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Appendix 1

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TABLE A1–1: Classification of Allergic Drug Reactions
Type Descriptor Characteristics Typical Onset Drug Causes
I Immediate (IgE mediated) Allergen binds to IgE on basophils or mast cells, resulting in release of inflammatory mediators Within 1 hour (may be within 1–6 hours)

Penicillin anaphylaxis, angioedema

Blood products

Polypeptide hormones

Vaccines

Dextran

II Delayed; Cytotoxic Cell destruction occurs because of cell-associated antigen that initiates cytolysis by antigen-specific antibody (IgG) and complement. Most often involves blood elements. Typically >72 hours to weeks Penicillin, quinidine, quinine, heparin, thiouracils, sulfonamides, methyldopa
III Delayed; Immune complex Antigen–antibody (IgG or IgM) complexes form and deposit on blood vessel walls and activate complement. Result is a serum sickness-like syndrome or vasculitis. >72 hours to weeks May be caused by penicillins, sulfonamides, minocycline, hydantoins
IV

Delayed; T Cell-mediated

Antigens cause activation of T lymphocytes, which release cytokines and recruit effector cells

>72 hours

IVa

Th1 cells and interferon-γ, monocytes and eosinophils respond to the antigen

1–21 days

Tuberculin reaction, contact dermatitis

IVb

Th2 cells, interleukin-4 and interleukin-5 respond to the antigen

1–6 weeks

Maculopapular rashes with eosinophilia

IVc

Cytotoxic T cells, perforin, granzyme B, FasL respond to the antigen

4–28 days

Bullous exanthems; fixed drug eruptions

IVd

T cells and interleukin-8 respond to the antigen

>72 hours

Acute generalized exanthematous pustulosis

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TABLE A1–2: Top 10 Drugs and Agents Reported to Cause Skin Reactions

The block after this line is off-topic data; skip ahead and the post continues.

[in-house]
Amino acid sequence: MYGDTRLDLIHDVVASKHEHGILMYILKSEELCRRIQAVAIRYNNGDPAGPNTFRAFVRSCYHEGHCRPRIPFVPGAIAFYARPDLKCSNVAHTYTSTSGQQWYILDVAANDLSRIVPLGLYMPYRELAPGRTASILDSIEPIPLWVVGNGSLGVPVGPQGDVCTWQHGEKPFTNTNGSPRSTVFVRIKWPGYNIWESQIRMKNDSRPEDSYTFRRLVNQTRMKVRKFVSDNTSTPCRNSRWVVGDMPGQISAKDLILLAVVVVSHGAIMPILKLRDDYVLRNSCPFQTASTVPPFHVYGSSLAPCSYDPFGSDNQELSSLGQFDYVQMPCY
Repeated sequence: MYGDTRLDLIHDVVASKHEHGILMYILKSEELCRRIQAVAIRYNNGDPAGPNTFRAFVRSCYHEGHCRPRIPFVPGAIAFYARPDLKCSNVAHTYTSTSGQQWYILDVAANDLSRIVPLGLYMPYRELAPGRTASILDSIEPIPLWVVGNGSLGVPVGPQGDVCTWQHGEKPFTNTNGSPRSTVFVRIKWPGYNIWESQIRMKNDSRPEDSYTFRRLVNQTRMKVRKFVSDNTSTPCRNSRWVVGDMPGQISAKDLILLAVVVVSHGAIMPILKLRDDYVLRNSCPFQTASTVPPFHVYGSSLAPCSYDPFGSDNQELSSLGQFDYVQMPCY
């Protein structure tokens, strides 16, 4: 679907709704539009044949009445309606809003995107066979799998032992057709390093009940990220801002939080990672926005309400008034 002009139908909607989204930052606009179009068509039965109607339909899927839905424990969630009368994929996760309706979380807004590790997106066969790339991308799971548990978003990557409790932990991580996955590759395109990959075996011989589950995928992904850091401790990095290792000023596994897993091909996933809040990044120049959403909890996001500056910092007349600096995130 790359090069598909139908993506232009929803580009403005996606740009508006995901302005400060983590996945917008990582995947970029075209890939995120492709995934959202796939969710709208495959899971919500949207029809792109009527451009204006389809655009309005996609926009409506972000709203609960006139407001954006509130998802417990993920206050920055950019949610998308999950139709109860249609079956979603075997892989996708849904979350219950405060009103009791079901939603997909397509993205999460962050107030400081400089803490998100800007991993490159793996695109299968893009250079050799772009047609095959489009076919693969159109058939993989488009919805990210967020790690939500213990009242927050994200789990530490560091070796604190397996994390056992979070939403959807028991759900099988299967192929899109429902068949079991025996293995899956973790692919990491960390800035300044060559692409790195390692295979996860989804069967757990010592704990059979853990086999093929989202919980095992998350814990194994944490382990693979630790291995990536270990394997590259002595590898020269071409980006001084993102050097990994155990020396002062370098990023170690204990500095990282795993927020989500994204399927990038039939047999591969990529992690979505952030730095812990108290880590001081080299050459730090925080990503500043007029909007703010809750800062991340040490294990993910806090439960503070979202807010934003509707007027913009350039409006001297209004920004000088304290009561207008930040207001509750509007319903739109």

Reactions per 1000 Recipients

Amoxicillin

51.4

Trimethoprim–sulfamethoxazole

33.8

Ampicillin

33.2

Iopodate

27.8

Blood

21.6

Cephalosporins

21.1

Erythromycin

20.4

Dihydralazine hydrochloride

19.1

Penicillin G

18.5

Cyanocobalamin

17.9

Data from Roujeau JC, Stern RS. Severe adverse cutaneous reactions to drugs. N Engl J Med 1994;331:1272-1285.

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TABLE A1–3: Treatment of Anaphylaxis
  1. Remove the inciting allergen, if possible.

  2. Assess airway, breathing, circulation, and orientation. Support the airway.

  3. Cardiopulmonary resuscitation: Start chest compressions (100/min) if cardiovascular arrest occurs at any time.

  4. Administer epinephrine 1:1000 (adults: 0.3–0.5 mg; children: 0.01 mg/kg) IM in the lateral aspect of the thigh.

  5. Place patient in recumbent position.

  6. Administer oxygen 8–10 L/min through facemask or up to 100% oxygen as needed; monitor by pulse oximetry, if available.

  7. Repeat IM epinephrine every 5–15 minutes for up to 3 injections if the patient is not responding.

  8. Establish IV line for venous access. Keep line open with 0.9% saline solution. For hypotension or failure to respond to epinephrine, administer 1–2 L at a rate of 5–10 mL/kg in the first 5–10 minutes. Children should receive up to 30 mL/kg in the first hour.

  9. Consider nebulized albuterol 2.5–5 mg in 3 mL of saline for lower airway obstruction; repeat as necessary.

  10. In cases of refractory bronchospasm or hypotension not responding to epinephrine because a β-adrenergic blocker is complicating management, glucagon 1–5 mg IV (20–30 mcg/kg; maximum, 1 mg in children) given IV over 5 minutes.

  11. Give epinephrine by ...

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